I was only thinking of hosting the one primary "official" server for this, so that there was a primary game universe.
And releasing the code so other people can mod it into whatever they want.

Any attempt at peer-peer or "ghosting" as is described by others, would be both a waste of time, and network capabilities.
Having watched the evolution of multiplayer gaming, and having seen the issues with P2P and Server/Client models.
The server/client model wins out in every possible way.

Unfortunately P2P only works for very small scale, very localized games, that have no one who wants to cheat.
P2P dictates high bandwidth and low ping, so relegates you to a LAN.
P2P allows any client to make changes, and you must explicitly trust input from all clients. (Freelancer had this problem, one client sets all guns to infinite refire, zero damage, zero energy usage, he fires beams of power that cost him nothing, and when he gets hit takes no damage, but the other clients take the normal damage per shot. Very, very bad)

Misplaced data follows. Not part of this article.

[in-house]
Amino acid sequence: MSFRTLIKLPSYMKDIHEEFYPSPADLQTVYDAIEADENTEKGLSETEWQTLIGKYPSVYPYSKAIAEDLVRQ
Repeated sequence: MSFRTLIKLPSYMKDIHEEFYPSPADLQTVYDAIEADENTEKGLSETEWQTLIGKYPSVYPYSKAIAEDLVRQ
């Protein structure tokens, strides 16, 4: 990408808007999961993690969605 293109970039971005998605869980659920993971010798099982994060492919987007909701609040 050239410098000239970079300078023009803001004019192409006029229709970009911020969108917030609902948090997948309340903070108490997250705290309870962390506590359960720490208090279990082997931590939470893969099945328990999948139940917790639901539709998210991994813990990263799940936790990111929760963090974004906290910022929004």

P2P scales poorly with multiple clients. The more people the worse it handles.

Look at Factorio, they went from a P2P to a Server/Client model, and went from handling maybe 6 people on a LAN, to handling >100 people spread around the internet.
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Toba - A Development Dump
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Re: What will you try and achieve when the full game comes o

#60
Now demanding the multiplayer to be able to handle more and more, will make it more likely not to exist at all.

Apart from the technical side (networking code, keeping persistence, balancing, handling lag and dead reckoning, server costs and administration, cheating etc...)
There is one major issue with any "smaller" multiplayer game:

if there are not enough people playing it live, there will never be enough people playing it live.
Games relying on a live audience, simply require a live audience any time a player logs in. Else they are just empty worlds,
making the players who would be a potential audience to leave shortly after.
So you need a critical mass for a real time multiplayer game to work.

Thats why Im making some more realistic suggestions to implement some multi-user interaction to an otherwise
singleplayer oriented game. (single player oriented both in design and technology).